stories into a book.

Growing up, Surruso dabbled in hunt seat and Western riding, but when she discovered Pony Club at age 13 in Georgia she knew that she had found her calling, quickly developing a passion for games and eventing, as well as foxhunting.

Surrusco teaches riding lessons at The Stables at Eagle Mountain, the riding academy and boarding facility in Ellijay, Ga., she runs along with her mother, Dana. Nikki is a founding member of the Horse Sense Pony Club with a C-3 rating and has attended Pony Club National Championships three times. She will try for her H-rating this November.



SECO
ND PLACE

A Day at the Hunt
Katherine Sunderland

A velvet helmet, a ratcatcher of white,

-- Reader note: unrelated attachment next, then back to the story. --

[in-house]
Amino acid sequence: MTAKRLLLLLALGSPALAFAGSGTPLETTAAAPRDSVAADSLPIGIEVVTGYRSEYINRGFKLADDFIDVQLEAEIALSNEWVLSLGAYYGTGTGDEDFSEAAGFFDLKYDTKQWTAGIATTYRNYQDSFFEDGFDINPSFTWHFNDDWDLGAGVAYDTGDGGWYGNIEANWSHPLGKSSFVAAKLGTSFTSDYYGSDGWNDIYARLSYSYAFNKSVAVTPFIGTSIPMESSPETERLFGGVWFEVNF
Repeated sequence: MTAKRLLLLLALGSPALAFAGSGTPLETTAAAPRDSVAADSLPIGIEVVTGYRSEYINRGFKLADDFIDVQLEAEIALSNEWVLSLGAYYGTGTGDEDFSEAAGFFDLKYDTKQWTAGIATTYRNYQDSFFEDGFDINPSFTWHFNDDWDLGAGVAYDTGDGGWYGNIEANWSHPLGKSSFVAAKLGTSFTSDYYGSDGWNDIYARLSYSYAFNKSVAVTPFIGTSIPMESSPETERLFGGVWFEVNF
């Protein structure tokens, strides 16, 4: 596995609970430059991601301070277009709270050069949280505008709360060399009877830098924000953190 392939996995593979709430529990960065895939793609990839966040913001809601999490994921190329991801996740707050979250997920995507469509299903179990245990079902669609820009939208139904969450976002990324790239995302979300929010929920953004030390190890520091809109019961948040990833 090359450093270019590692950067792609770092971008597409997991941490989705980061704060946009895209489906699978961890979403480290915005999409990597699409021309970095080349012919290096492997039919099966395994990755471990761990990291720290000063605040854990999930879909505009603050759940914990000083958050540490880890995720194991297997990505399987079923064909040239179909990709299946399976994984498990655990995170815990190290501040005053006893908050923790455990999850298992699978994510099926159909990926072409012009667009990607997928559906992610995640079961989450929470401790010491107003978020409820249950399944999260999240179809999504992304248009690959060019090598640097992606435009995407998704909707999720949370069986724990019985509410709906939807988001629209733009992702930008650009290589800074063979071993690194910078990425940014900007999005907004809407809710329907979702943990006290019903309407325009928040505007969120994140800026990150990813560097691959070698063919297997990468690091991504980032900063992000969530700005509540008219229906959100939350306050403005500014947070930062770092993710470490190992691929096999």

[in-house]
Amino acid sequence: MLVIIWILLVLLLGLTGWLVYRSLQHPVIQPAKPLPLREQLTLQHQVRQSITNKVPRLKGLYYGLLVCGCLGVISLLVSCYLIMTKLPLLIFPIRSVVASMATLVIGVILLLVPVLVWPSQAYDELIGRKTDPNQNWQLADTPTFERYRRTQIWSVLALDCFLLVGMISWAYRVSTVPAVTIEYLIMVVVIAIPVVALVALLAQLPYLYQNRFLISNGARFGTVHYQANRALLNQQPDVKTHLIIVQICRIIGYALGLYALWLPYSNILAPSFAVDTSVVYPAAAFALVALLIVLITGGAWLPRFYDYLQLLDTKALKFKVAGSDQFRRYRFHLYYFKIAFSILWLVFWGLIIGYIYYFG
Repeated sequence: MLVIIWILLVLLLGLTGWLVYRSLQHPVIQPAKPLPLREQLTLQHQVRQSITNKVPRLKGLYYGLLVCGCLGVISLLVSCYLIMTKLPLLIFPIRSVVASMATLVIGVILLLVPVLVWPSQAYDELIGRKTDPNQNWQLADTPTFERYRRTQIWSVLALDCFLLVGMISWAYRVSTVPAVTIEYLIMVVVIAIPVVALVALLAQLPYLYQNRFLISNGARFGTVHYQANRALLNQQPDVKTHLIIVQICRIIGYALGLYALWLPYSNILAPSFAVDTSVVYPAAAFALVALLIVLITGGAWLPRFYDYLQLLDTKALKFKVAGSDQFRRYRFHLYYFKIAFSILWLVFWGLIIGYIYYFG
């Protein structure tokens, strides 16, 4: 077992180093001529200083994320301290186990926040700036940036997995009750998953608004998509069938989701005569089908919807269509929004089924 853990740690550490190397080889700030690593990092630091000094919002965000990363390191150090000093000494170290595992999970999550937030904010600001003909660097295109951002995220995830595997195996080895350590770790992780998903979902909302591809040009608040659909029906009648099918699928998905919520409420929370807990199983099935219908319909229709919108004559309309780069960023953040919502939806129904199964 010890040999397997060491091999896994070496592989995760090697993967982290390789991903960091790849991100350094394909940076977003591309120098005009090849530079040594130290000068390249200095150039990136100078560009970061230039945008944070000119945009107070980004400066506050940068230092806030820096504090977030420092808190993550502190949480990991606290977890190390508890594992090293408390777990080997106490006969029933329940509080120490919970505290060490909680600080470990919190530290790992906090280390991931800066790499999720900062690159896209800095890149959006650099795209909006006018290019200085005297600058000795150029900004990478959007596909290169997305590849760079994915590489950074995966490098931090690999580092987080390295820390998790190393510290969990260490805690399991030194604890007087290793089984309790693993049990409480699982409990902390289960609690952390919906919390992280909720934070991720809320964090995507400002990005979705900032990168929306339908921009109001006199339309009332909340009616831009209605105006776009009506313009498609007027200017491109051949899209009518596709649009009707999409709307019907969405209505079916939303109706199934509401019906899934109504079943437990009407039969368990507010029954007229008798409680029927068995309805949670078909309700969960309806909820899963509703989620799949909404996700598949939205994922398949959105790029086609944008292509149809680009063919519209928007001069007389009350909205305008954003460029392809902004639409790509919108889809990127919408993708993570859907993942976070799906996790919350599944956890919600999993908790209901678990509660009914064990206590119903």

With stock tie and pin, tied just right.
A yellow vest beneath a coat of black,
Beige breeches, tall boots with spurs on the back.
Dressed for the day and filled with pride,
At the Marlborough Hunt, I’m ready to ride.
I gaze at my mount, “Southern Tango” her name,
Of the Thoroughbred breed and a little insane.
A petite bay mare, standing 15 hands tall,
She’s not much to look at, with no chrome at all.
But she loves a good run and will jump any height,
I am honored to say, we ride in first flight.
With the sound of the horn, the hunt begins,
We follow the Field Master and two Whippers-in.
Nine couples strike off across the field,
To see what yonder covert yields.
Then down through the hollow and over the hill,
When the pack sings out, it’s such a great thrill.
I hope for a fox that won’t go to ground,
That is full of game for both huntsman and hound.
Three hours later and seven miles hence,